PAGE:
# Wave Functions With Same Energies Are the Same (only differ by a complex phase)

Tags:
1. May 12, 2016

### Yoni V

1. The problem statement, all variables and given/known data
Assume a particle with a wave function $\psi(x)$ such that $-\infty < x < \infty$, that move under some potential $V(x)$.

Show that:
a) two wave functions with same energies can only differ by a complex phase;
b) if the potential is real, then you can choose the wave function to be real as well;
c) the wave function of the ground state (with real potential) doesn't change sign.

2. Relevant equations
a) Schrodinger's time independent equation.

3. The attempt at a solution
I'm stuck at (a). Need a push in the right direction for the very start.
I want to show that if two wave functions $\psi_1, \psi_2$ satisfy
$$\psi_{1/2}''(x) + \frac{2m}{\hbar^2}\left(E-V(x)\right)\psi_{1/2}(x)=0$$
then I can find an equation that ties them in a phase relation.
But aside from writing this statement down, I don't know how to proceed. Thanks.

2. May 12, 2016

### blue_leaf77

3. May 12, 2016

### Korak Biswas

If the Hamiltonian be $\hat H$ and the two normalised energy eigen vectors be $|\psi_1>$ and $|\psi_2>$, then from Schroedinger's time independendent equation $\hat H |\psi_1> = E|\psi_1>$ and $\hat H |\psi_2> = E|\psi_2>$. From these two equation you can conclude that $|\psi_2> = c|\psi_1>$. Where $c$ is a complex number. Now as the wave vectors are normalised, you can write $<\psi_2|\psi_2> = <\psi_1|c^* c|\psi_1> \Rightarrow <\psi_2|\psi_2> = c^* c <\psi_1|\psi_1> \Rightarrow c^*c =1$. Naturally $c = exp (i \theta)$.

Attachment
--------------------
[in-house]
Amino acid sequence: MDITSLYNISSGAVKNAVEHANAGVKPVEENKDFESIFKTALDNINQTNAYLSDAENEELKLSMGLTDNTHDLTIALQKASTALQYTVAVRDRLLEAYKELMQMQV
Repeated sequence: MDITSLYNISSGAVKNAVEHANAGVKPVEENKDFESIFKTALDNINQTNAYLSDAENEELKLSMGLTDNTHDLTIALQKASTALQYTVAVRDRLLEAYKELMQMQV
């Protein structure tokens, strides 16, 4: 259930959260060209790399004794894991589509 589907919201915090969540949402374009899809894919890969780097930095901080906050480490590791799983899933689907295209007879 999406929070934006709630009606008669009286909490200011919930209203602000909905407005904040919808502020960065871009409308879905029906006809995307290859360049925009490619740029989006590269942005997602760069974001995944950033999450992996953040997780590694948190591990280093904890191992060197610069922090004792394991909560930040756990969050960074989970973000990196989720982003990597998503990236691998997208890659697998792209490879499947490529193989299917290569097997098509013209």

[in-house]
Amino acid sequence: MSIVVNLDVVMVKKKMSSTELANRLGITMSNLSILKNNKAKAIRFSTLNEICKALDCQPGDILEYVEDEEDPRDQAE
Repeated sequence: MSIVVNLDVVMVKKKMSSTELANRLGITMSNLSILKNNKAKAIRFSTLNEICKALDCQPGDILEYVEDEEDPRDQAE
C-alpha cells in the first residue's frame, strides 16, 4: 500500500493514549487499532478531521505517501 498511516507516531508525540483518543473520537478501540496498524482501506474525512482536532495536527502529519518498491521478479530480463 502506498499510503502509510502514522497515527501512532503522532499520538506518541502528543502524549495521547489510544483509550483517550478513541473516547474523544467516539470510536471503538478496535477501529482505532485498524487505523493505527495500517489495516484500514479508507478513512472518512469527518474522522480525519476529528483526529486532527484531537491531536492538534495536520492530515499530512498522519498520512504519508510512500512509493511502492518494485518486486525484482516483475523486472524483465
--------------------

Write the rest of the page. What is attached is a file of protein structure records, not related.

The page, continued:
4. May 12, 2016

### blue_leaf77

It does not explain why in 1D system like the one considered in the problem, there can be no degeneracy. Your method can be applied, for example, to a hydrogen atom. We know that for quantum numbers $n>1$, the eigenstates are degenerate and those eigenstates are not merely related by a complex constant.

5. May 12, 2016

### Yoni V

I managed both (a) and (b) and understood its underlying principles. I'm now left with (c).
We were suggested to define $\phi = |\psi_0|$ where $\psi_0$ is the wave function of the ground state, and then express $\phi$ in terms of the Hamiltonian eigenvectors and find its energy. Then, use (b) to finish. But how can I express $\phi$ in terms of the eigenvectors of the Hamiltonian when I don't know what it is?

Ok got it... sorry, I should have given it more thought before throwing the question in the air.

6. May 12, 2016

### blue_leaf77

(c) asks you to prove that the ground state never crosses the x axis.